Pandora is launching interactive voice ads into wider public testing, the company announced this morning. The music streaming service first introduced the new advertising format, where users verbally respond to advertiser prompts, back in December with help from a small set of early adopters, including Doritos, Ashley HomeStores, Unilever, Wendy’s, Turner Broadcasting, Comcast and Nestlé.
The ads begin by explaining to listeners what they are and how they work. They then play a short and simple message followed by a question that listeners can respond to. For example, a Wendy’s ad asked listeners if they were hungry, and if they say “yes,” the ad continued with a recommendation of what to eat. An Ashley HomeStores ads engaged listeners by offering tips on a better night’s sleep.
The format is meant in particular to aid advertisers in connecting with users who are not looking at their phone. For example, when people are listening to Pandora while driving, cooking, cleaning the house or doing some other hands-free activity.
Since their debut, Pandora’s own data indicated the ads have been fairly well-received, in terms of the voice format; 47% of users said they either liked or loved the concept of responding with their voice, and 30% felt neutral. The stats paint a picture of an overall more positive reception, given that users don’t typically like ads at all. In addition, 72% of users also said they found the ad format easy to engage with.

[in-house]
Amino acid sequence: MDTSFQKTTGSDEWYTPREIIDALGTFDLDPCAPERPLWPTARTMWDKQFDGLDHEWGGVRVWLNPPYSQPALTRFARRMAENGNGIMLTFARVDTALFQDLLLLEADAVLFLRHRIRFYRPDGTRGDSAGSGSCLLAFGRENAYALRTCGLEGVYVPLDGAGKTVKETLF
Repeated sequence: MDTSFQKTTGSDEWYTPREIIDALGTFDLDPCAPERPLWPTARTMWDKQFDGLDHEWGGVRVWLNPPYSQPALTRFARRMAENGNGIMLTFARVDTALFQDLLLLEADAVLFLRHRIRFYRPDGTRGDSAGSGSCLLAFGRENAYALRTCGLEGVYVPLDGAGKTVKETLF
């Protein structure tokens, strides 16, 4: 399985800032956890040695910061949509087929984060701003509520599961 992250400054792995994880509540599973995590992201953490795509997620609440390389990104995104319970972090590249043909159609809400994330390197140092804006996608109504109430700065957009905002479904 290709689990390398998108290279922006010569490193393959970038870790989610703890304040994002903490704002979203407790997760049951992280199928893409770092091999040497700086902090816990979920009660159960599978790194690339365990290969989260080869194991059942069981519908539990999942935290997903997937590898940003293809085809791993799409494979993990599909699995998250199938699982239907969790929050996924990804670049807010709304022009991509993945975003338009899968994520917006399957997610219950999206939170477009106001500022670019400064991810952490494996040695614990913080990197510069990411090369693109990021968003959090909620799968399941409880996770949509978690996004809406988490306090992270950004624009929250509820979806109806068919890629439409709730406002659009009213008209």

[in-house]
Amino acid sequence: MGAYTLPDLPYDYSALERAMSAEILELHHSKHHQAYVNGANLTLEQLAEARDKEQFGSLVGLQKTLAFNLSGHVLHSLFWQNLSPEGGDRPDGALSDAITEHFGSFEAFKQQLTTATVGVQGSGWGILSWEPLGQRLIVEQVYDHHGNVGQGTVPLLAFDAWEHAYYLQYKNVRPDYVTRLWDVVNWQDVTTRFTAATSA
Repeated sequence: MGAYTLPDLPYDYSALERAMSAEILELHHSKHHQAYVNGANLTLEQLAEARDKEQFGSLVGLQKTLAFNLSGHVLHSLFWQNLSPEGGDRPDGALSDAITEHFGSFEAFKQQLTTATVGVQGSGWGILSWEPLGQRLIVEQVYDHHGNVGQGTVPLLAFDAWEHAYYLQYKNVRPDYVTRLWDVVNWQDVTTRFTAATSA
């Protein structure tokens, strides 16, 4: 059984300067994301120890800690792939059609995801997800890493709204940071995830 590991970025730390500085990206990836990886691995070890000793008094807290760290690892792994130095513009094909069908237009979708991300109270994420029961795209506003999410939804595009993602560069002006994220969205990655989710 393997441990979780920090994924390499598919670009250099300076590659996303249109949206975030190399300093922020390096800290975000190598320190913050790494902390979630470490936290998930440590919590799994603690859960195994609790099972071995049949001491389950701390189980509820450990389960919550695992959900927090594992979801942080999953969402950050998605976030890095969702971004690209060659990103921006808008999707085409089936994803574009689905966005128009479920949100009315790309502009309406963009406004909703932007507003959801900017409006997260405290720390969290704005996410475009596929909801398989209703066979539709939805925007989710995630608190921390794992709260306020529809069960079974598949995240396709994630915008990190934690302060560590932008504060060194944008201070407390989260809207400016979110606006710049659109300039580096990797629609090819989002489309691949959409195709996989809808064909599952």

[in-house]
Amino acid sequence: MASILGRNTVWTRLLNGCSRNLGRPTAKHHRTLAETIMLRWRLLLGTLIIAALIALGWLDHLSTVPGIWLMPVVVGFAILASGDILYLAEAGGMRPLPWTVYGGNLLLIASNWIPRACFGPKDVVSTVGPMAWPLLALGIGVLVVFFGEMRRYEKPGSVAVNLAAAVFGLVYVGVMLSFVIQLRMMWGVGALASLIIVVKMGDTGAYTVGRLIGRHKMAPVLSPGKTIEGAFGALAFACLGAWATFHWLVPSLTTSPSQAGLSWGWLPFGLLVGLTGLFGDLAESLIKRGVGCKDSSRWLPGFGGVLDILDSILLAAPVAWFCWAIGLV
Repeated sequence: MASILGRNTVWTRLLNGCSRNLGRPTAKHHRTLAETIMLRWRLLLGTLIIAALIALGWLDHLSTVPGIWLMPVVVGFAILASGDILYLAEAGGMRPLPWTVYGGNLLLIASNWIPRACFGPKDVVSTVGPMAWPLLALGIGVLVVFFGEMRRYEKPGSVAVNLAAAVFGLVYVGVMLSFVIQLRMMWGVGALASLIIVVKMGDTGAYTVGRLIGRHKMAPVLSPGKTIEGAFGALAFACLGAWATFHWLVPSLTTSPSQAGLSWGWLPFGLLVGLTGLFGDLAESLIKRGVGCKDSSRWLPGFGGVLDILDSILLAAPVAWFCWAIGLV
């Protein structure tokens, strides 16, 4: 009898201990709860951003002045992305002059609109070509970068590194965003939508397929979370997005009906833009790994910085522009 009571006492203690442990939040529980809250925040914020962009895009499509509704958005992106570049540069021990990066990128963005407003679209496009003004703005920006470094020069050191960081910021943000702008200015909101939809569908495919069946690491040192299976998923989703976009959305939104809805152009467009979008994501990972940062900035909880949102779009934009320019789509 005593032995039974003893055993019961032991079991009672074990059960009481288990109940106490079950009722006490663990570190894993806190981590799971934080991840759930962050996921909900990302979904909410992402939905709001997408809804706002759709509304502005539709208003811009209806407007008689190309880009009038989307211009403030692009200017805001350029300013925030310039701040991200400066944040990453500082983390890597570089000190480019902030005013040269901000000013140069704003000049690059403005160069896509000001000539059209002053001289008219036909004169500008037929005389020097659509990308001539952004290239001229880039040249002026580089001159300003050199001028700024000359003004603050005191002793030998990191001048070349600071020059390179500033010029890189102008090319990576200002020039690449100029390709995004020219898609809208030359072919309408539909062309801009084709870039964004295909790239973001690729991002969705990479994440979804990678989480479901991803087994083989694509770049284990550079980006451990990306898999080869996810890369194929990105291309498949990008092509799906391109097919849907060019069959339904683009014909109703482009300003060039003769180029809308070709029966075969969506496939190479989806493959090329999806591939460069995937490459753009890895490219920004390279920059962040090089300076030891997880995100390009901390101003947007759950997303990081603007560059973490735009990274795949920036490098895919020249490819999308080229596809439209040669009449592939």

However, Pandora cautioned advertisers that more testing is needed to understand which ads get users to respond and which do not. Based on early alpha testing, ads with higher engagement seemed be those that were entertaining, humorous or used a recognizable brand voice, it says.
As the new ad format enters into beta testing, the company is expanding access to more advertisers. Advertisers including Acura, Anheuser-Busch, AT&T, Doritos, KFC, Lane Bryant, Purex Laundry Detergent, Purple, Unilever, T-Mobile, The Home Depot, Volvo and Xfinity, among others, are signed up to test the interactive ads.
This broader test aims to determine what the benchmarks should be for voice ads, whether the ads need tweaking to optimize for better engagement, and whether ads are better for driving conversions at the upper funnel or if consumers are ready to take action based on the ads’ content.
Related to the rollout of interactive voice ads, Pandora is also upgrading its “Voice Mode” feature, launched last year and made available to all users last July. The feature will now offer listeners on-demand access to specific tracks and albums in exchange for watching a brand video via Pandora’s existing Video Plus ad format, the same as for text-based searches.